After graduating with honours from Oxford, Turnbull returned to Australia and began working as a barrister. He left the bar in 1983 to become general counsel and secretary for Australian Consolidated Press Holdings Group, from 1983 to 1985. During this time he defended Kerry Packer against the "Goanna" allegations made by the Costigan Commission.

In partnership with Bruce McWilliam he established his own law firm, Turnbull McWilliam, in 1986. In that year Turnbull defended Peter Wright, a former MI5 agent who authored the book Spycatcher, and successfully blocked the British government's attempts to suppress the book's publication. Turnbull later wrote a book on the trial.[26]

In 1987, he established an investment banking firm, Whitlam Turnbull & Co Ltd, in partnership with Neville Wran (a former Labor Premier of New South Wales) and the former State Bank of New South Wales chief executive, Nicholas Whitlam (son of Gough Whitlam, a former Labor prime minister). Whitlam parted company with the others in 1990 and the firm operated as Turnbull & Partners Ltd from then until 1997, when Turnbull moved to become a managing director and later a partner of Goldman Sachs.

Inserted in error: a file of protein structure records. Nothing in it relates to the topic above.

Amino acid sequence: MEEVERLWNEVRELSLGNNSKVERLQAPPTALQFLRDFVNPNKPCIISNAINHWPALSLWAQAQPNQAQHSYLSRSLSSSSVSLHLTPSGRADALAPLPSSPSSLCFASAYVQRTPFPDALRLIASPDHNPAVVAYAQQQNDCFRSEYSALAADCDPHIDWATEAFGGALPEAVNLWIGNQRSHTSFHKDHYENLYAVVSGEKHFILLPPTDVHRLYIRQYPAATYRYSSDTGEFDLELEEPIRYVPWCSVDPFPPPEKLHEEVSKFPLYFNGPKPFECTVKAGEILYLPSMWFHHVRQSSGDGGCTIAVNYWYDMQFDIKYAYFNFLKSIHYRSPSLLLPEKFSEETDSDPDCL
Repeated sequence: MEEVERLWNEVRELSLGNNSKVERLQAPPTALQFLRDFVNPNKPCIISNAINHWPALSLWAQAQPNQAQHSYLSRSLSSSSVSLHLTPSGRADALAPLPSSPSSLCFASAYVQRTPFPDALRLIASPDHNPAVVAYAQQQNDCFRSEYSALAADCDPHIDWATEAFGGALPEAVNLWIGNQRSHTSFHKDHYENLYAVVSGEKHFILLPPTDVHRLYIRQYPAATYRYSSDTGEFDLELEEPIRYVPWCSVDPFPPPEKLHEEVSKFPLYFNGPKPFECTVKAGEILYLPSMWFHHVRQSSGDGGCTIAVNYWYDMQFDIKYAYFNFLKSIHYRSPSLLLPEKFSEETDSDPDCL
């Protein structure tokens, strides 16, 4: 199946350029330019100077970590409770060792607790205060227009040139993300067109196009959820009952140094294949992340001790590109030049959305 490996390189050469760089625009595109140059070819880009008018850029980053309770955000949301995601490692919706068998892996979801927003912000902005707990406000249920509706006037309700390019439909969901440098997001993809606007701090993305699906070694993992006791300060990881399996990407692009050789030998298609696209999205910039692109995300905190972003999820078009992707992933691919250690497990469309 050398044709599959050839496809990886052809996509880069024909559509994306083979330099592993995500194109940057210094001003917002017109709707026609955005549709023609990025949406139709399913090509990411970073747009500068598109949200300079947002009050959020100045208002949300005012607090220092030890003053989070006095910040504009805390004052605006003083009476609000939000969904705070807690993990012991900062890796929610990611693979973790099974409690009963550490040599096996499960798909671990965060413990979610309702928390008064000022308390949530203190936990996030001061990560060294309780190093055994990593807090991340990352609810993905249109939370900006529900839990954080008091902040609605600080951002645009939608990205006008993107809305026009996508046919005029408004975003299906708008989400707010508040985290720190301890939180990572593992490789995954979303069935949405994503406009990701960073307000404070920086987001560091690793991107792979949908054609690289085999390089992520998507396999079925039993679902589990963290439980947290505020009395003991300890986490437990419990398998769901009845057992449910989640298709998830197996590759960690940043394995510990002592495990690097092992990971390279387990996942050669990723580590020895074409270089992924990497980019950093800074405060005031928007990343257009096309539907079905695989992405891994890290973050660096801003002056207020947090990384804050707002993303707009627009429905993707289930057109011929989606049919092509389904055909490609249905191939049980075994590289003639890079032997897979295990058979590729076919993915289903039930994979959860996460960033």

Turnbull was a director of FTR Holdings Ltd (1995–2004), chair and managing director of Goldman Sachs Australia (1997–2001) and a partner with Goldman Sachs and Co (1998–2001).

In the 1990s, Turnbull was chairman of Axiom Forest Resources, which conducted logging in the Solomon Islands under the trading name Silvania Forest Products. The latter's work was described by the Australian International Development Assistance Bureau as a "clear-felling operation", and the then Solomon Islands Prime Minister Solomon Mamaloni reportedly threatened to close it down for "constant breaches of logging practices", according to a critical article in the Solomon Times.[27][28]

Turnbull oversaw the expansion of Australian Internet Service Provider OzEmail from 1994 to 1999, at which point the company was sold to then-telecommunications giant MCI Worldcom and his stake was reportedly worth nearly A$60 million. In the same year he used his software and investment company FTR Holdings Ltd to take positions in a number of Internet businesses including WebCentral and Chaos.com.[29]

In May 2002, Turnbull appeared before the HIH Insurance royal commission and was questioned on Goldman Sachs's involvement in the possible privatisation of one of the acquisitions of the collapsed insurance company. The Royal Commissioner's report made no adverse findings against him or Goldman Sachs.[30]

Political career

Early political involvement

Turnbull first showed interest in entering the Australian Parliament in 1981. He stood for Liberal Party preselection for the seat of Wentworth in the eastern suburbs of Sydney in the 1981 Wentworth by-election; however he was beaten by Peter Coleman.[10] He let his membership of the Liberal Party lapse in the 1980s, and rejoined in late 2000.[31] Turnbull was Federal Treasurer of the Liberal Party and a member of the party's federal and New South Wales executives from 2002 to 2003, and was also a director of the Menzies Research Centre, the Liberal Party's research centre.